Notice Policy Is Key to Protecting Lien Rights
Making sure that a company complies with all of the various notice requirements to protect future lien rights is difficult and time-consuming, and can be a very frustrating and seemingly impossible task. When projects are located throughout many different states, the amount of rules that need to be complied with is staggering. Since deadlines and notice requirements change state-by-state, project-by-project, and role-by-role, it can be practically impossible for one person (or even an entire department) to keep up. Further, these requirements are not constant, and can change at any time. It’s no wonder that some companies let their notice policy fall into neglect and non-compliance, or even worse, fail to set up a notice policy at all.
Not only that, but the failure to send preliminary notices can result in fines, complaints to the contractor board, and even be against the law. Despite all of this, however, some companies still fail to send preliminary notices on most projects.[/quote] It’s not just the complex rules and requirements that keep companies from keeping up with sending preliminary notices, though. Many times, companies mistakenly believe that sending notices will alienate customers, strain customer relationships, and lead to a loss of business. Even though this fear is not entirely uncommon throughout the construction industry, it is incorrect. Failing to send preliminary notices is bad business, and this fear of customer alienation seems to be based more on ingrained practices more than an honest look at the marketplace. Not only that, but the failure to send preliminary notices can result in fines, complaints to the contractor board, and even be against the law. Despite all of this, however, some companies still fail to send preliminary notices on most projects.
In my opinion, this is a mistake.
Notice compliance is not a simple task – notice requirements are complicated, constantly changing, and subject to strict and mandatory deadlines. But, compliance with these requirements, no matter how frustrating, is most definitely a sound business decision. Further, a recent increase in the ability to outsource some of these compliance issues makes it an easier pill to swallow.
Notice policy is the most important part of a successful lien policy. A successful lien policy means not needing to turn away business, and empowers companies in the construction industry to seek out more business without fear of non-payment. Lien policies cannot work, however, if the notice policy is lacking.
Notice Policy and Culture Shock
Given the above, why do so many companies put compliance with notice requirements on the back burner, or not have a robust notice policy at all? Unfortunately, in certain circumstances, this lack of fervor for notice compliance can be a product of corporate culture, or a misunderstanding of the nature of the marketplace.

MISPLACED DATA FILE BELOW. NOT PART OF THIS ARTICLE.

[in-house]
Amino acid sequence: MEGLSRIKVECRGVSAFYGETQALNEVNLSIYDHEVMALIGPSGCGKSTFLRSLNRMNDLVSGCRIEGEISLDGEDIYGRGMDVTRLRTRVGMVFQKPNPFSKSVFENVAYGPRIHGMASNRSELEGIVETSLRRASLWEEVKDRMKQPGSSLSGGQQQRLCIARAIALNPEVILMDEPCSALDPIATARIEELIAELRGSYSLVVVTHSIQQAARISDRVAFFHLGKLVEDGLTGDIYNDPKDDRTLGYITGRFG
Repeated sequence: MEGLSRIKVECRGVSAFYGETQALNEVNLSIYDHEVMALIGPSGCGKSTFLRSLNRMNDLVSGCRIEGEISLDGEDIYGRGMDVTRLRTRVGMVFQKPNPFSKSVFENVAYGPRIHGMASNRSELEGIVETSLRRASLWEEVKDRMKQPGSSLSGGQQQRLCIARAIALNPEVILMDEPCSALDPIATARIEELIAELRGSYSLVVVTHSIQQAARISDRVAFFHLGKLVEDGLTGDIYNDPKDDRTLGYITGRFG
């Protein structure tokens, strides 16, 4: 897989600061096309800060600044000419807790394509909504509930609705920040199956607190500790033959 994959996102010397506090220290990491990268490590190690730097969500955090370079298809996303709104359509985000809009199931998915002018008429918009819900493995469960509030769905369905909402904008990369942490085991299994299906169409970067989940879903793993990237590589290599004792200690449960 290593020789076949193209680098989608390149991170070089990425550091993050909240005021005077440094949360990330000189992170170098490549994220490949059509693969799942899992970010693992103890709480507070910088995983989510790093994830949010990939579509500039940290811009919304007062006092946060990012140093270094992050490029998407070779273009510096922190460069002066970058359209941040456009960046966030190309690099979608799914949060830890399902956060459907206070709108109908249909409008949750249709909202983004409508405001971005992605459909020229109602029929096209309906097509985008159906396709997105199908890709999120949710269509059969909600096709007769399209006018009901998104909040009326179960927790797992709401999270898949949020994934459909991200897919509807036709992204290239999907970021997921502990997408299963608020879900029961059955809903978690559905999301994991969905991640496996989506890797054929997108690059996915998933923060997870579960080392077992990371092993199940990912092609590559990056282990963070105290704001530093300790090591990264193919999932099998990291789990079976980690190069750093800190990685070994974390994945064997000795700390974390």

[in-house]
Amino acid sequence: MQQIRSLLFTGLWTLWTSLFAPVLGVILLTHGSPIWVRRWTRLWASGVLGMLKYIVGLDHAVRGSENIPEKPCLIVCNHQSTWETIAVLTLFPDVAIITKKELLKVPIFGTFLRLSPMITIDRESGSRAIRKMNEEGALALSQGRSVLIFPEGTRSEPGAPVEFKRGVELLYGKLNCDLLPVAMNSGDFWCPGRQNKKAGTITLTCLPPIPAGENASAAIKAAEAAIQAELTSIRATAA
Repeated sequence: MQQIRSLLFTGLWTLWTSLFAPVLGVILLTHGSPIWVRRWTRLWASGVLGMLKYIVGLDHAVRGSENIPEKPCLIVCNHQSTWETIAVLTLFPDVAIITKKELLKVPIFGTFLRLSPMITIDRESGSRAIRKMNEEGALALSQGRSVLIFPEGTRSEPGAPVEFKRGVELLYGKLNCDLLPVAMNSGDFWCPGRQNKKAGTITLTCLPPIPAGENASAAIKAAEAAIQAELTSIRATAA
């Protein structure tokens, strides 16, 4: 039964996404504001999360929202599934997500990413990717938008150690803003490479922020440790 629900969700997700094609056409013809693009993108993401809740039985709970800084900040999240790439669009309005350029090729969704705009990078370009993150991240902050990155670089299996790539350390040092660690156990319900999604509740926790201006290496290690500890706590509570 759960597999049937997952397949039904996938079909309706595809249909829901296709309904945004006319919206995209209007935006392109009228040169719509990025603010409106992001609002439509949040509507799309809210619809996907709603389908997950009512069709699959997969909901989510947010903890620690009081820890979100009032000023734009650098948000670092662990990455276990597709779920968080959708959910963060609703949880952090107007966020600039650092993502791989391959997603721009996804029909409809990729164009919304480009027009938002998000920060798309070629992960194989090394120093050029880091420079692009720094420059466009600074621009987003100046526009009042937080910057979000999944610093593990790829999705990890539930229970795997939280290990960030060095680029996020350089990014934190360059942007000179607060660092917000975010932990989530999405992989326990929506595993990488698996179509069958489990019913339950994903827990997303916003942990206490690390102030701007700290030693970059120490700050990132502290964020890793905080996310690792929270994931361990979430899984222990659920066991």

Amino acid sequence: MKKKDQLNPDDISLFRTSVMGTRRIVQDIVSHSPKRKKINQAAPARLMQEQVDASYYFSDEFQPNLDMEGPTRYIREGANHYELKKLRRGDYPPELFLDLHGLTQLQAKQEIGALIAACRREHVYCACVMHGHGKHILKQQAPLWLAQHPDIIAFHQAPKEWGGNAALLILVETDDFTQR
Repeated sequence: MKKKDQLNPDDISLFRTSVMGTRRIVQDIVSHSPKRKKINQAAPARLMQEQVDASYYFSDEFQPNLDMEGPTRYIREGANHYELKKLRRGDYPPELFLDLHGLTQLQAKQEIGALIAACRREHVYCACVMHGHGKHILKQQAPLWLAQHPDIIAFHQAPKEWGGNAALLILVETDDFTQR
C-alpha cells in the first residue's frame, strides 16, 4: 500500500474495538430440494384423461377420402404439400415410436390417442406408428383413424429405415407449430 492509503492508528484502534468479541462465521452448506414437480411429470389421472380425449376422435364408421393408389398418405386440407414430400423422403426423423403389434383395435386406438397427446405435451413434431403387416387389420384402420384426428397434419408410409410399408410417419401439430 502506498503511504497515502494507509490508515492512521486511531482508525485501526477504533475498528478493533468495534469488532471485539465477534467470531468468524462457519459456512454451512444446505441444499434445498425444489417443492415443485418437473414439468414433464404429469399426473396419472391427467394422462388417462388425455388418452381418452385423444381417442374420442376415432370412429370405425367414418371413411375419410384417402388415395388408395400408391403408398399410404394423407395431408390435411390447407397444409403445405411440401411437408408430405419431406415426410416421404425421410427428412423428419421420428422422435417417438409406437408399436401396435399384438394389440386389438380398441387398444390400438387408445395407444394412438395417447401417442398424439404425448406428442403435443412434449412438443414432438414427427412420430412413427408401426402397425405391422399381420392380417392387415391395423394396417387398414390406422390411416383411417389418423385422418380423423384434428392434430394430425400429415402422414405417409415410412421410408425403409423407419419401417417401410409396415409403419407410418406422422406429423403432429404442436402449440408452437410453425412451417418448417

Many businesses that are reluctant to send preliminary notices mistakenly believed that notices will alienate customers, by appearing to impugn the client’s integrity, seeming to show that the company doesn’t expect payment, or somehow being combative or confrontational. [/quote] As noted above, many businesses that are reluctant to send preliminary notices mistakenly believed that notices will alienate customers, by appearing to impugn the client’s integrity, seeming to show that the company doesn’t expect payment, or somehow being combative or confrontational. These fears are simply not the prevailing view of the marketplace, however. All large contractors, property owners, and the like, are getting many, many notices on every project. And the fact is that in some states, the failure to send certain notices not only destroys future lien rights, but is also a crime! Plus, the text of many required preliminary notices includes statements like “THIS IS NOT A LIEN” or, “THIS IS AN INFORMATIONAL NOTICE REQUIRED TO BE SENT BY STATE LAW”. Sophisticated businesses expect to receive multiple notice on every project, but even less sophisticated businesses will not be upset by receiving a notice with wording like the above.
The construction industry, perhaps more so than most others, is built on a past foundation of handshake and backslap agreements. While it’s never advisable for construction companies go into business with clients that they don’t trust, it is absolutely advisable that construction companies protect themselves to the best of their ability. Good customers recognize and appreciate that fact – they want to protect themselves, as well. Notices will not lose clients – and can significantly improve the ability for companies to get paid.
That’s something that should change a company culture.